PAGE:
The coalition agreement states that “the deficit reduction programme takes precedence over any of the other measures in this agreement”. Deficit reduction is the raison d’être of the coalition government, and so it is always important and relevant to analyse how far this flagship policy has been achieved. The Labour opposition have often criticised the coalition for cutting “too far, too fast”, and failing to find a healthy balance between the need for growth and the desire to cut. Although it must be considered that it is the Labour government who ultimately left an economic mess behind them, it can certainly be argued that the Conservative and Lib Dem coalition’s deficit reduction programme has gone too far and too fast in order to deal with the problem.
In 2010, the coalition government argued that austerity and cuts were essential measures that needed to be taken in order to balance the books after recession. George Osborne’s “unavoidable budget” in 2010 announced a £40bn package of emergency tax increases, welfare cuts and a VAT rise from 17.5% to 20%. Criticism from Labour that the budget threatened to derail the economy led to Osborne pinning the blame for the tough measures on Gordon Brown: “today we have paid the debts of a failed past and laid the foundations for a more prosperous future”. However, some of Osborne’s measures have not had the desired effect on the economy, not least the dramatic rise in VAT, as the price of goods increased alongside stagnant wage levels, much needed consumer spending went into further decline. Ed Miliband argued that it was “the wrong tax at the wrong time”, as it would hit poorer families at a time where they would already be under pressure from government spending cuts. Furthermore, the response of retailers to the VAT increase also suggested that the coalition’s programme had gone too far, too fast. Research by the Centre for Retail Research and online shopping group ‘Kelkoo’ predicted that retail sales would fall by about £2.2bn in the first three months following the implementation of this policy. The fact that such a major element of the coalition’s deficit reduction programme is seem to have a stunting effect on growth suggests that the programme does indeed go “too far, too fast”.
It is also important to point out that the coalition government’s extensive cuts to public spending have not led to economic growth at the level expected. In September 2014, government borrowing was higher than expected at £11.8bn. This pushed the deficit in the first half of the year to £58bn, about 10% higher than the same period a year earlier. Angela Monagan from The Guardian writes that this has put George Osborne further off course in his deficit reduction plans, despite the extensive cuts he has made to public spending. Over 200 areas of public spending faced real-time cuts in the first year of the coalition government, with departments having to find £10bn in savings from services such as GP care, prisons and the rail network. The nature of the cuts have been extensive, but this is not reflected by our economy’s growth. This suggests that a more progressive approach is needed, and that the conservative ruling ideology of a free market small state is not in entirety the key to prosperity.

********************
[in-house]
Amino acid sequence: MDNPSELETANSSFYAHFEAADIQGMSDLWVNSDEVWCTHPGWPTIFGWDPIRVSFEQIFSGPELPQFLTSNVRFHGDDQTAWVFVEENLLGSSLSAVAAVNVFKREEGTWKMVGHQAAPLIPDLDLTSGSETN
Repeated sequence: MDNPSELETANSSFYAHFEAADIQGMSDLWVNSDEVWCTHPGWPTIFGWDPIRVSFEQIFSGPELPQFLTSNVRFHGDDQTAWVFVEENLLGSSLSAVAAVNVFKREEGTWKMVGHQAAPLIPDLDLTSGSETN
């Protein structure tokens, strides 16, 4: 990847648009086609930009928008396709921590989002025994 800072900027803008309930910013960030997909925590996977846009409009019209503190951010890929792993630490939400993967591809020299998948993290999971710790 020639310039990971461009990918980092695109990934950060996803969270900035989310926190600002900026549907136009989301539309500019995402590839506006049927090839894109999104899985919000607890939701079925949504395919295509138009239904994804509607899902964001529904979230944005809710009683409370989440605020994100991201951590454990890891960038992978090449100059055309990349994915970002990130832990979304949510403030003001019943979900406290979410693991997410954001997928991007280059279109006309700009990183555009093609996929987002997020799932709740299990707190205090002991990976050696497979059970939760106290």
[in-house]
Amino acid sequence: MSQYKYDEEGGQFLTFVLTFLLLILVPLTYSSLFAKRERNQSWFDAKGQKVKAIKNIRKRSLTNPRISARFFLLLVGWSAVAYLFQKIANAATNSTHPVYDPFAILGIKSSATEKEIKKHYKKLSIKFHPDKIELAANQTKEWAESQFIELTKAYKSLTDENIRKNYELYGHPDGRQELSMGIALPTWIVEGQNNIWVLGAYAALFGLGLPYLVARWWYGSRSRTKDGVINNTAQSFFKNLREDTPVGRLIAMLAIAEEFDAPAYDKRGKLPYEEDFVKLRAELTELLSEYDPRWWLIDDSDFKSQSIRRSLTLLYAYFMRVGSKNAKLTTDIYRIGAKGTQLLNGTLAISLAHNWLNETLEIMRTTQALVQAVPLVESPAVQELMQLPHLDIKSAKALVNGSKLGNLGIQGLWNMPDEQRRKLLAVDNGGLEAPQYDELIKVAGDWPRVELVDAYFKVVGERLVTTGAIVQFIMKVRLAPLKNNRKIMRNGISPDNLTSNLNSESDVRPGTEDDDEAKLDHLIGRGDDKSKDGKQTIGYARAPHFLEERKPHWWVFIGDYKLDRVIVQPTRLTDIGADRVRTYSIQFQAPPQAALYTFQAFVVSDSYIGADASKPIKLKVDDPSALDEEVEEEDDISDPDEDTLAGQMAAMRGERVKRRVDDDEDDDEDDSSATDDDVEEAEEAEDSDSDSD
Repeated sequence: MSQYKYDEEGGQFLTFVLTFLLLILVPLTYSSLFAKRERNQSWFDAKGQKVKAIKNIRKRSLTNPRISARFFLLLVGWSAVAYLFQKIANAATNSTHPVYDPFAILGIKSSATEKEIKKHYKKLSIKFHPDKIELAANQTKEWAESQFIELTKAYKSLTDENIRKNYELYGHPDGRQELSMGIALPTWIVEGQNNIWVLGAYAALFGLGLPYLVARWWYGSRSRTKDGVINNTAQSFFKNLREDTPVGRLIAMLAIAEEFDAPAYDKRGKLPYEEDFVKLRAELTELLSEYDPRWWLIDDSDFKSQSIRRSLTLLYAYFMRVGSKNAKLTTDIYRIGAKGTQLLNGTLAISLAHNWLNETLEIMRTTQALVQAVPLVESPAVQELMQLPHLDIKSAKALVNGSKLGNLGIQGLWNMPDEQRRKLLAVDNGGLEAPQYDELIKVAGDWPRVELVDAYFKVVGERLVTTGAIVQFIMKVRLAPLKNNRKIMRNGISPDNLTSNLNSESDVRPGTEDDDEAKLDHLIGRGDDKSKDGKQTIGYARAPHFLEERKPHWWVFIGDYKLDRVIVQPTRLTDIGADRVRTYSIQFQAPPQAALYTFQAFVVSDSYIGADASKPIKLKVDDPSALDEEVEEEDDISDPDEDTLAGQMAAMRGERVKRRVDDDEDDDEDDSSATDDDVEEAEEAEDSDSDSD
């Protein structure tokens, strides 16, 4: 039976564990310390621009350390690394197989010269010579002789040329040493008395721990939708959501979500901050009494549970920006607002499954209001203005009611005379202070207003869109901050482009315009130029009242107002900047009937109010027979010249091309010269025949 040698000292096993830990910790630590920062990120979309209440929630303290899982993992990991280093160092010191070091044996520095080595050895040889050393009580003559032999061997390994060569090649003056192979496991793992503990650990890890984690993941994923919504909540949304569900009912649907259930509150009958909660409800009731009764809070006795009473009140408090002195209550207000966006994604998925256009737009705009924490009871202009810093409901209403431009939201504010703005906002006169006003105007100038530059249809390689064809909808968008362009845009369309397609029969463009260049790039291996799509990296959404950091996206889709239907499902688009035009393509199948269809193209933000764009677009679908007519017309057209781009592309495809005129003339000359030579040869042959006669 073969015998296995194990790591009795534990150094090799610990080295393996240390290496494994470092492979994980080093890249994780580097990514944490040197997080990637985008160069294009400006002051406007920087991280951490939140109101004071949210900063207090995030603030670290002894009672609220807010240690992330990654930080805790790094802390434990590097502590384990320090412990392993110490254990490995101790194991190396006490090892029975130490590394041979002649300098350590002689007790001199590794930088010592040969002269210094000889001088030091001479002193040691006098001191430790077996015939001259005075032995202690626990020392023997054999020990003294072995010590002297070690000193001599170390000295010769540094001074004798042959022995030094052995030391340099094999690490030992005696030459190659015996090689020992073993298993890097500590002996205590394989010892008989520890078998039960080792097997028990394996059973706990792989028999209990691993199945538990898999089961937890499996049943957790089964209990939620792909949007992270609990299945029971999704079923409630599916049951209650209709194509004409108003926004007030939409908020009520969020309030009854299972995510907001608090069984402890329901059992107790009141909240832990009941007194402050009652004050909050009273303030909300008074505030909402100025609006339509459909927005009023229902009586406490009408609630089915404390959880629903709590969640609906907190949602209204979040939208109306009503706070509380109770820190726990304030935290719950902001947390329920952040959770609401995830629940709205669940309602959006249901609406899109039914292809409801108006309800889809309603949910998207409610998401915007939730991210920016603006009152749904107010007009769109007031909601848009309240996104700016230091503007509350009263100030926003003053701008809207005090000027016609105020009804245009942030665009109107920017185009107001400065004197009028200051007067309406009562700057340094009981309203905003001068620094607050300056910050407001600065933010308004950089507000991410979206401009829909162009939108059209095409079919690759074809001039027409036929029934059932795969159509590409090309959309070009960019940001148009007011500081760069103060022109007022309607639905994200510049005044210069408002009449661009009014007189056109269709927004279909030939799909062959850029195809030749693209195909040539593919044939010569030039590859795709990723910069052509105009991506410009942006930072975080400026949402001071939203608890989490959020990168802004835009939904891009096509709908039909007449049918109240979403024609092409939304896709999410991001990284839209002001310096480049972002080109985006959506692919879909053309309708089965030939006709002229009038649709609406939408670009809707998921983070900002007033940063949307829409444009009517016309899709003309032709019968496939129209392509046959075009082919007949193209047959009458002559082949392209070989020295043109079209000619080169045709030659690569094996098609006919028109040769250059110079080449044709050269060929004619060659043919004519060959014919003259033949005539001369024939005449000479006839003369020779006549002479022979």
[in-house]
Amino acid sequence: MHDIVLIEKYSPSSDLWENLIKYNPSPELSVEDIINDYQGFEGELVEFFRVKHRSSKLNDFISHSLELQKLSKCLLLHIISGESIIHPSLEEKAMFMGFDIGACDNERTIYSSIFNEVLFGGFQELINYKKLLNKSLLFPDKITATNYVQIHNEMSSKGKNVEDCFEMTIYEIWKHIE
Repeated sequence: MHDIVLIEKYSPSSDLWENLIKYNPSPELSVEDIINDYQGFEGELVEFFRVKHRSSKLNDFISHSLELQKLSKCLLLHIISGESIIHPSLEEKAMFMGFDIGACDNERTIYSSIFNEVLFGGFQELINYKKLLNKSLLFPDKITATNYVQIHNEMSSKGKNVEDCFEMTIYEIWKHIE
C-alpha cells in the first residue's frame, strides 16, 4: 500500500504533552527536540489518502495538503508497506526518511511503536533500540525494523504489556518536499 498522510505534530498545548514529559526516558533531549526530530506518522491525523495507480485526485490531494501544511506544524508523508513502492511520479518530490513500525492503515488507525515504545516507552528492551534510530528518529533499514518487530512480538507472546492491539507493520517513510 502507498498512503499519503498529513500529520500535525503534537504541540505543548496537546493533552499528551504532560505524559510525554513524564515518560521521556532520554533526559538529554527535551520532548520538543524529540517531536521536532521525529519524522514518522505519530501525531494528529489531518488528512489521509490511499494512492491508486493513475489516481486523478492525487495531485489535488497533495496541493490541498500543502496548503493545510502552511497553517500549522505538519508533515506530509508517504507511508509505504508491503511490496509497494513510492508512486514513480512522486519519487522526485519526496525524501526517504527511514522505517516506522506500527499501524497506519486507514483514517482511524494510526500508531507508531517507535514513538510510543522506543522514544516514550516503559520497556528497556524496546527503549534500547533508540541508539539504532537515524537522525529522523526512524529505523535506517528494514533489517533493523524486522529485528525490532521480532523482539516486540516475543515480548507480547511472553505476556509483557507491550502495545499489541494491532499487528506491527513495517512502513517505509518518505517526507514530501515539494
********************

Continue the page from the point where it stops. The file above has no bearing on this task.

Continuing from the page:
The coalition government have, however, argued that a lack of growth in the British economy can be blamed to a large extent on the global economic crisis – particularly in the Eurozone. Osborne has been keen to highlight how the UK government has been able to borrow at historically low interest rates during the crisis, and that the UK’s strict adherence to austerity has made it a “safe haven”. In this context, the Conservative Party would argue that their deficit reduction programme has been pitched right, as it has protected Britain from an escalating economic crisis in the rest of Europe.
Although the conservatives argue that a decrease in unemployment is proof of the fact that their deficit reduction programme does not go “too far, too fast”, Labour have challenged this argument. Ed Miliband coined the phrase ‘cost of living crisis’, and has highlighted the fact that although unemployment has indeed fallen, so have wages and levels of job satisfaction. In the space of 6 years, real wages have on average fallen by 10% while people at the top of the ladder have increased their share of wealth. Ha-Joon Chang writes for The Guardian in October 2014, labelling the promises of the deficit reduction programme as an “economic fairy tale”. Although on the surface there seems to be improvement, this is nothing to be proud of if the jobs created are of increasingly low quality.
In conclusion, the coalition government’s deficit reduction programme has undoubtedly gone “too far, too fast.” The private sector has seen little growth, while the government chases a policy of allowing the public sector to be dominated by many private – and failing – companies. Even the IMF has warned that if growth continues to plummet, continuing a policy of austerity can only be a long-term hindrance on the economy. If their current economic approach does not budge, the coalition government will fail its primary mission: to stabilise the British economy.